The use of marijuana for recreational purposes is one wrought with controversy. Proponents of the herb maintain that it has therapeutic effects that outweigh the potential drawbacks. Meanwhile, supporters of maintaining its illegality state that the drug’s impact on health and potential dangers are too great to those who live and work near users.
For medical purposes, marijuana has been shown to help with conditions such as chronic pain and anxiety. Some state that cannabis oil may even help kill cancer cells. However, most ingredients found in original synthetic marijuana are banned in all fifty states. In light of this, newer formulations are now available. These synthetic formulas are considered legal, but these newer ingredients are being investigated frequently. Anyone with an addiction is urged to seek treatment at once.
At the time of this writing, any non-medical use of marijuana is considered drug abuse in most states.
However, medicinal and recreational use is legal in a handful of states. State laws are changing, however, and the use of marijuana (also referred to as pot, weed, and cannabis) is growing in acceptance by the general public. Although, this still conflicts with the federal interpretation of the drug. Marijuana is still considered a schedule I narcotic by the US government.
Marijuana is a green plant that grows very easily, and its buds are normally smoked or consumed as an ingredient in a food or drink recipe once dried. Cannabis oil may also be vaporized using a vaporizer or electronic cigarette-type device.
The drug works by way of its chemical ingredient tetrahydrocannabinol (THC), which has psychoactive properties that cause the user to feel “high.” This creates a feeling of well-being, euphoria, or relaxation. Marijuana also impacts one’s judgement and slows the brains reaction and processing speed, making it dangerous to perform certain activities such as driving a vehicle due to these slower reaction times.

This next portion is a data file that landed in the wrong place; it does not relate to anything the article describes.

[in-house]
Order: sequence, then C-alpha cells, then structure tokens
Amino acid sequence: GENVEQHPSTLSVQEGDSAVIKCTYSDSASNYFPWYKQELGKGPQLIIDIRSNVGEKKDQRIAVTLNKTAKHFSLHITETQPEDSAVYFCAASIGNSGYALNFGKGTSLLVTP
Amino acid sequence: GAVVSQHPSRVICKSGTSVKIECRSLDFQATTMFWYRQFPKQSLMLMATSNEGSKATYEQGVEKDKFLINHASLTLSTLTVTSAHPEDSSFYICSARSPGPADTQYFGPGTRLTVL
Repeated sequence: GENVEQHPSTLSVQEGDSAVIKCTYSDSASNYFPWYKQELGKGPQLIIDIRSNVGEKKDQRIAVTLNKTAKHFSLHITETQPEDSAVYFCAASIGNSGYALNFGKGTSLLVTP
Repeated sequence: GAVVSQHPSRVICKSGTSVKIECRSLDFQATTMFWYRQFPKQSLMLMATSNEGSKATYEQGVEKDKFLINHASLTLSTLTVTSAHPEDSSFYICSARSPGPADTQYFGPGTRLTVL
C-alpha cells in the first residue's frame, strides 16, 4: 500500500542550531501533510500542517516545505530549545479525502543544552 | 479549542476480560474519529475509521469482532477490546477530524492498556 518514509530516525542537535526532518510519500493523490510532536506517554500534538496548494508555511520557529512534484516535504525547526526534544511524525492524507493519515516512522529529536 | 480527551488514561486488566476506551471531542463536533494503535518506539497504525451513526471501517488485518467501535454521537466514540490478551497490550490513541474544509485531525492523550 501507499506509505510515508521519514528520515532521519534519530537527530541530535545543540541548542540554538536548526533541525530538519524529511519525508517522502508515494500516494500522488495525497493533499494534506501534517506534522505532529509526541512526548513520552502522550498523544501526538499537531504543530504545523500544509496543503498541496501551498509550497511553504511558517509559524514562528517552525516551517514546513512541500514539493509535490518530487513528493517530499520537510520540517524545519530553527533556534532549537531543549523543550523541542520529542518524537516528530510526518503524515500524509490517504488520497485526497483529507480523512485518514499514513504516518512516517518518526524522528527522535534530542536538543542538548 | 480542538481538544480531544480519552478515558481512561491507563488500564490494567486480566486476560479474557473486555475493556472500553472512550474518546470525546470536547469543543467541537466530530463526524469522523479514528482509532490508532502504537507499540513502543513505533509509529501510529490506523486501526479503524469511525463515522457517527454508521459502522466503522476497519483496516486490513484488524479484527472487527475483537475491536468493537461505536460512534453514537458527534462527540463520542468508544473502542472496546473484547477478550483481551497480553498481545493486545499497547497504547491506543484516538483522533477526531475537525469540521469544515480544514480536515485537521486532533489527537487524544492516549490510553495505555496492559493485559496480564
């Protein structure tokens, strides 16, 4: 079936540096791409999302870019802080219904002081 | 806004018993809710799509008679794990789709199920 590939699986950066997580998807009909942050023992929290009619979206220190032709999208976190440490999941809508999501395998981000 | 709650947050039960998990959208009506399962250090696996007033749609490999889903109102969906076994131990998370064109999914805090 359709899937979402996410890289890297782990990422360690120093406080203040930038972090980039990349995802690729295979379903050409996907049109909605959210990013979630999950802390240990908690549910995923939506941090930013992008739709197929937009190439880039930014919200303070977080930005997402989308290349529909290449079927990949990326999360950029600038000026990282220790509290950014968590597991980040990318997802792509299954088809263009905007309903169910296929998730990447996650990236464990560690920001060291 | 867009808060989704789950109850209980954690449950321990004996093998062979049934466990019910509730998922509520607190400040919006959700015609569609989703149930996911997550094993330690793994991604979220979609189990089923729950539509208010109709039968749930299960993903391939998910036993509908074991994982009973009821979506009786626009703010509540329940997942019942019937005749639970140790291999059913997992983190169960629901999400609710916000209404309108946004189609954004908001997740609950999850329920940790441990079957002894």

Studies are also showing that smoking marijuana can affect cognitive development in developing brains, making its use especially harmful for teens and young adults whose brains have not finished developing yet.
Smoking marijuana also carries some of the same risks as smoking cigarettes. Smoke enters the lungs and may lead to complications such as asthma, lung cancer, and heart issues if smoked in excess. Some users prefer using dry herb vaporizers.
Artificial Marijuana or “Spice” Abuse
Any use of artificial marijuana is considered abuse. It is not comprised of any particular substance, and there are no regulations for its manufacturing.
Most brands contain various spices, herbs, and incense which is sprayed with a psychoactive agent that mimics the effects of THC when smoked. Spice was often purchased by teens and young adults as an alternative to marijuana because it was readily available and legal when it was released in 2008, but it was quickly shown to have greater dangers than using pot. Due to the potential health risks, it was banned in the US in 2012.
Potential dangers of using Spice include:
In some severe cases, heart attack has been reported. Due to the levels of unknown toxicity in Spice, it is hard to know what long-term health consequences would be. The exact chemical profile of Spice/K2 is not heavily regulated or understood. In 2011, over 11,000 emergency room visits were linked to synthetic marijuana use. The psychoactive effects of Spice are thought to be much more potent than in natural THC.